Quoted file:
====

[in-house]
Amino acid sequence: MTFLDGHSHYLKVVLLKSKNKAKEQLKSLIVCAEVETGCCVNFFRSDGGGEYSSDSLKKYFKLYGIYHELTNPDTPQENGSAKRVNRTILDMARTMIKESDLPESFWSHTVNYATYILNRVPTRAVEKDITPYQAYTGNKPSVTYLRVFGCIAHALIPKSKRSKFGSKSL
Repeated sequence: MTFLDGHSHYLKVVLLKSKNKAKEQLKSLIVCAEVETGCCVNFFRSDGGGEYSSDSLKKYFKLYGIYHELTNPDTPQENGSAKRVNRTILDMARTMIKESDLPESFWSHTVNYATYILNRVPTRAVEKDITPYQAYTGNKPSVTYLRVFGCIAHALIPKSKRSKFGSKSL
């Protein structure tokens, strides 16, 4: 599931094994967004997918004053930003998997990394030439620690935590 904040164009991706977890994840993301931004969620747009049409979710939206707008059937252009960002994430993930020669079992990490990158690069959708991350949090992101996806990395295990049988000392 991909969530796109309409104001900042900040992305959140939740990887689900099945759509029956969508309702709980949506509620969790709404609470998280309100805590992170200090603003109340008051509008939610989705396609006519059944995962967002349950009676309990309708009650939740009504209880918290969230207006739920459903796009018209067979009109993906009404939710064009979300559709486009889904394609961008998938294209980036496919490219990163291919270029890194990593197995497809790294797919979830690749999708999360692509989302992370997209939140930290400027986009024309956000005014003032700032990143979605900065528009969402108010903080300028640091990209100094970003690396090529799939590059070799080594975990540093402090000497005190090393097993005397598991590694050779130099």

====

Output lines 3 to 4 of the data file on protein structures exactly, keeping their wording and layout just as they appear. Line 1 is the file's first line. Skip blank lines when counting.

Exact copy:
Repeated sequence: MTFLDGHSHYLKVVLLKSKNKAKEQLKSLIVCAEVETGCCVNFFRSDGGGEYSSDSLKKYFKLYGIYHELTNPDTPQENGSAKRVNRTILDMARTMIKESDLPESFWSHTVNYATYILNRVPTRAVEKDITPYQAYTGNKPSVTYLRVFGCIAHALIPKSKRSKFGSKSL
């Protein structure tokens, strides 16, 4: 599931094994967004997918004053930003998997990394030439620690935590 904040164009991706977890994840993301931004969620747009049409979710939206707008059937252009960002994430993930020669079992990490990158690069959708991350949090992101996806990395295990049988000392 991909969530796109309409104001900042900040992305959140939740990887689900099945759509029956969508309702709980949506509620969790709404609470998280309100805590992170200090603003109340008051509008939610989705396609006519059944995962967002349950009676309990309708009650939740009504209880918290969230207006739920459903796009018209067979009109993906009404939710064009979300559709486009889904394609961008998938294209980036496919490219990163291919270029890194990593197995497809790294797919979830690749999708999360692509989302992370997209939140930290400027986009024309956000005014003032700032990143979605900065528009969402108010903080300028640091990209100094970003690396090529799939590059070799080594975990540093402090000497005190090393097993005397598991590694050779130099």